- Using Your Attic to Heat Your Home
- Using Your Attic to Heat Your Home – Part 2: Automation
- Using Your Attic to Heat Your Home – Part 3: Results
So, last we left off, I had a box fan in my attic opening blowing the warm air down into my house last fall. It worked great as a proof of concept, but definitely has issues. The biggest pain is that it had to be manually setup and taken down every evening. It also blew heat into my second floor which is normally warmer than the downstairs. I needed a way to get the air downstairs and it would be best if it was completely automated so it would work all day long while I was at work.
The solution ended up being quite simple. I have an old chimney that is cutoff in the attic. There is even a hole cutout in my kitchen that I had previously plugged up with some rigid foam. I could plop a fan on the cutoff chimney in the attic and blow hot air down into my kitchen. The chimney provide a perfect duct to get the hot air down to the first floor.
To get the air down to the kitchen I needed a fan of some sort. I ended up getting some used bathroom vent fans from my father-in-law. They are squirrel cage fans that are about 6 inches in diameter. They each pull about 50W of power.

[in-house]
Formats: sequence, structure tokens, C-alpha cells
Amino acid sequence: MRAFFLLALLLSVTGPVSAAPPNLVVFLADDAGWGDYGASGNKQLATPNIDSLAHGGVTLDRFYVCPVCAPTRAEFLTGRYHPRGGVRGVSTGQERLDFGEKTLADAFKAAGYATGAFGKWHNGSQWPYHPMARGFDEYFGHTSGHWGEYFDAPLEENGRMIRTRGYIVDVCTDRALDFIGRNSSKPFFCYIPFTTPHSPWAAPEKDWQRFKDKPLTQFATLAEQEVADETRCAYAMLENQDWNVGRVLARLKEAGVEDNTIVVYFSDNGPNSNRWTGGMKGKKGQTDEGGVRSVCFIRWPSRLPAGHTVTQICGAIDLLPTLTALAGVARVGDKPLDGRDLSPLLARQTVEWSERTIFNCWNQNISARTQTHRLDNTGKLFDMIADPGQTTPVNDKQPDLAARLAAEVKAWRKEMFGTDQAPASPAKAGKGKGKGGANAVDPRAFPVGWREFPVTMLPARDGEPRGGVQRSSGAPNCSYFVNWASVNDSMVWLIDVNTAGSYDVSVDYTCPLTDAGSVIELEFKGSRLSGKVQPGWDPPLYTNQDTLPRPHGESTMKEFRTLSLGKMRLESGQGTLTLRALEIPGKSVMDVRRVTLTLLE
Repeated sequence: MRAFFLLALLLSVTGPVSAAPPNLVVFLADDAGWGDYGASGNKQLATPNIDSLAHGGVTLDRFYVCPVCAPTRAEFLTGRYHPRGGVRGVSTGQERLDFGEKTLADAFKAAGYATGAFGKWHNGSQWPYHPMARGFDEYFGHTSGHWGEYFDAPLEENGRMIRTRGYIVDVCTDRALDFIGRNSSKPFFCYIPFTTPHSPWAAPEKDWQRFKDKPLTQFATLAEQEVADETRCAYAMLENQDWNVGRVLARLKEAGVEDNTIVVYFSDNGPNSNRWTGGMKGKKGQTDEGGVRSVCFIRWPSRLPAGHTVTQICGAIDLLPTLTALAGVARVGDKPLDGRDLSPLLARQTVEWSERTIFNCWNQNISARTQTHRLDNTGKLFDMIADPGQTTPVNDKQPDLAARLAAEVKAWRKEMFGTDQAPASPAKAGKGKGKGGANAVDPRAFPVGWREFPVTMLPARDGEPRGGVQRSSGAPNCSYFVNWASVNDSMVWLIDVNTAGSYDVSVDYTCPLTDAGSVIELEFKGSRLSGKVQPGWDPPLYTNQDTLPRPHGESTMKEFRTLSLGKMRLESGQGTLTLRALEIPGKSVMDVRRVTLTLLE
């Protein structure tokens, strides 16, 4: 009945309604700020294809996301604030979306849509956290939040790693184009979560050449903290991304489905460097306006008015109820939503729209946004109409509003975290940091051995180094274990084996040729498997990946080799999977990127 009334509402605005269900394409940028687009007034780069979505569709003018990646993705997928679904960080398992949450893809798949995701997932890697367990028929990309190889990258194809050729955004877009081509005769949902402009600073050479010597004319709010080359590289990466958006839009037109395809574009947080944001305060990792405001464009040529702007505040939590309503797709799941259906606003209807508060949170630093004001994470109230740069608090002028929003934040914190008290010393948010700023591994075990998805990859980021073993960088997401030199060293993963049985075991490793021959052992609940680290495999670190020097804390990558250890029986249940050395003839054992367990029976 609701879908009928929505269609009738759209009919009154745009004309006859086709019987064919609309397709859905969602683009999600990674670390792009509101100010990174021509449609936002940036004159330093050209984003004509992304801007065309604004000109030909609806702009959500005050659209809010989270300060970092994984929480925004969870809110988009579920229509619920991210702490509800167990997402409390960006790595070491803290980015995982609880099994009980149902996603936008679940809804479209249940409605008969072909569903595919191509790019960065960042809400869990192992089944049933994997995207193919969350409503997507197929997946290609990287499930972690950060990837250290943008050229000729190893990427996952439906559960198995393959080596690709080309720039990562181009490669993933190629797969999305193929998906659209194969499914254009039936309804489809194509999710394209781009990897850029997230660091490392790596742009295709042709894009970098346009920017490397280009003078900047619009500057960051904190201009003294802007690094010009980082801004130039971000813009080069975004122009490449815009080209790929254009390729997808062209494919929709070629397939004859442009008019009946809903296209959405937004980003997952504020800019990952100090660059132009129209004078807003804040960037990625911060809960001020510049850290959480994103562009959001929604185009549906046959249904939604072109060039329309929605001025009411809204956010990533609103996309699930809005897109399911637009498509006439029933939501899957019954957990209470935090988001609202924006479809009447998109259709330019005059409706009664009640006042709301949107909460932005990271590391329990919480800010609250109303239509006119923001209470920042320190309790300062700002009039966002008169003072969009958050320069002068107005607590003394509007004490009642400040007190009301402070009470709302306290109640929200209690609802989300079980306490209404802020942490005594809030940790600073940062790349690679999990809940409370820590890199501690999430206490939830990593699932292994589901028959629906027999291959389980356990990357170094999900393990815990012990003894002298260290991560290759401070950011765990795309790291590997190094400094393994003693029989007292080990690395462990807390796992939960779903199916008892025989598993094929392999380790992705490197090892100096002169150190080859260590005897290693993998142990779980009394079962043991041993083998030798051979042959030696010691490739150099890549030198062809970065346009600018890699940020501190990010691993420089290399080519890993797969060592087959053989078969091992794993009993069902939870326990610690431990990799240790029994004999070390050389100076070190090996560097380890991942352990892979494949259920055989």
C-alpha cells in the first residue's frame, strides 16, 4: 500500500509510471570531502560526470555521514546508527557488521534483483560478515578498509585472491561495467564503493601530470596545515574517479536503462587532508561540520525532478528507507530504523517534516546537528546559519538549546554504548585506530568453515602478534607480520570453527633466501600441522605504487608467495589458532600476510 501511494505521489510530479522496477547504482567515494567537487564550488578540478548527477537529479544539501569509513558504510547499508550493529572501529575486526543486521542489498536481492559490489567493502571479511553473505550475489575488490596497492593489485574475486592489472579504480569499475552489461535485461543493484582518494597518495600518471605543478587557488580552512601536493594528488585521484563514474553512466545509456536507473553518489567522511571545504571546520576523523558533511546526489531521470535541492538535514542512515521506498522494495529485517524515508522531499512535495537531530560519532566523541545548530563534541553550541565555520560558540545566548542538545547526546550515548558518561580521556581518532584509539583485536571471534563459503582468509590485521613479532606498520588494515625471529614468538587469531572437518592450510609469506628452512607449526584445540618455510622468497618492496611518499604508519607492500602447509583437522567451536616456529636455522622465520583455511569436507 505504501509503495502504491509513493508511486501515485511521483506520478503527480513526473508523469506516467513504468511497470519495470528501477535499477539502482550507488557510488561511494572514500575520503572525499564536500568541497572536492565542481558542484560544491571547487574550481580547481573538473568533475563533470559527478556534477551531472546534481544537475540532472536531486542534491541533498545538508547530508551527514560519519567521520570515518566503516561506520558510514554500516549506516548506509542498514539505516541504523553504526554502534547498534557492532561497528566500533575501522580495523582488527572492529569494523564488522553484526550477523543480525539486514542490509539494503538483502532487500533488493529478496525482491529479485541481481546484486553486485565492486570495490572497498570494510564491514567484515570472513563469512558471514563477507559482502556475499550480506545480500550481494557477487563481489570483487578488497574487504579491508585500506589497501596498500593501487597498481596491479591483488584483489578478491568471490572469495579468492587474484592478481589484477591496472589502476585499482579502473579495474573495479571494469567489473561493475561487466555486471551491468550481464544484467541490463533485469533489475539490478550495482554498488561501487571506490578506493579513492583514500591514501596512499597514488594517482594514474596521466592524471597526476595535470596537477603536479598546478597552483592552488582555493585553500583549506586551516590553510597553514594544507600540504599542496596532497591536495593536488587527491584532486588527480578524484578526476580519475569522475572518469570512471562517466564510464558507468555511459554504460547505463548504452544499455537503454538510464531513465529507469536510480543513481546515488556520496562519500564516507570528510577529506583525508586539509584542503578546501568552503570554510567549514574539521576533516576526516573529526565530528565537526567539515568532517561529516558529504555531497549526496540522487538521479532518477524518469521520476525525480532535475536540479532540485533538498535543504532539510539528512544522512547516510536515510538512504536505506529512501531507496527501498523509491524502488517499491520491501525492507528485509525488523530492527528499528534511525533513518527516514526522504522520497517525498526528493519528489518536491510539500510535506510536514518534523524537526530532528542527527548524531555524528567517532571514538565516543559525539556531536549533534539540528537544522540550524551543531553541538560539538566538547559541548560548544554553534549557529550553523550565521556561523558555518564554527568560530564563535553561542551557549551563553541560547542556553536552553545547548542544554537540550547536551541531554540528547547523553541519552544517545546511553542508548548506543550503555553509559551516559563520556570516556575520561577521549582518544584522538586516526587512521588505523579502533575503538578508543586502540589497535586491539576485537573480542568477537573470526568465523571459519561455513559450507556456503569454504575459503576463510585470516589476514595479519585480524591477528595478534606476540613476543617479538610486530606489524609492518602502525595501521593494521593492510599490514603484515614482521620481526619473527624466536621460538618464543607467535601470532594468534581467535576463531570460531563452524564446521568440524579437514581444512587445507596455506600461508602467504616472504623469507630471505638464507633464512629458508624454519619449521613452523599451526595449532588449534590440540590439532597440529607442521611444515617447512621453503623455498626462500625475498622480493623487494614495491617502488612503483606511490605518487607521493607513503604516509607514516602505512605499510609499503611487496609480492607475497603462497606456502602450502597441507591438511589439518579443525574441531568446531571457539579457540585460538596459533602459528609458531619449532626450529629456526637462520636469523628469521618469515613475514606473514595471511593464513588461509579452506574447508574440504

I mounted the two fans on a small piece of plywood cut to fit over the chimney. I also made a 2×4 frame and glued it to the top of the chimney bricks so I could screw the plywood down to it so it sealed up.
After getting that all setup, I had to make a thermal differential controller to control the fans automatically. What the thermal differential controller does is it watches the temperature of the kitchen and the temperature of the attic. Once the attic gets a few degrees warmer than the kitchen, the fans turn on. Once the attic cools off, the fans turn back off. Its the same type of controller used for solar hot water panels.
The last part needed was a damper of some sort. This will prevent the warm kitchen air from going right back up the chimney once the fans have stopped blowing. I had picked up some nice dryer exhaust duct dampers, but ended up just using the piece of foam I cut out. It is hinged with some plastic bag material and some pins. It works quite well, gives a visual indication that the fans are on, and was quick and easy to make up. Eventually, the setup will get the nicer dampers and a filter in the attic.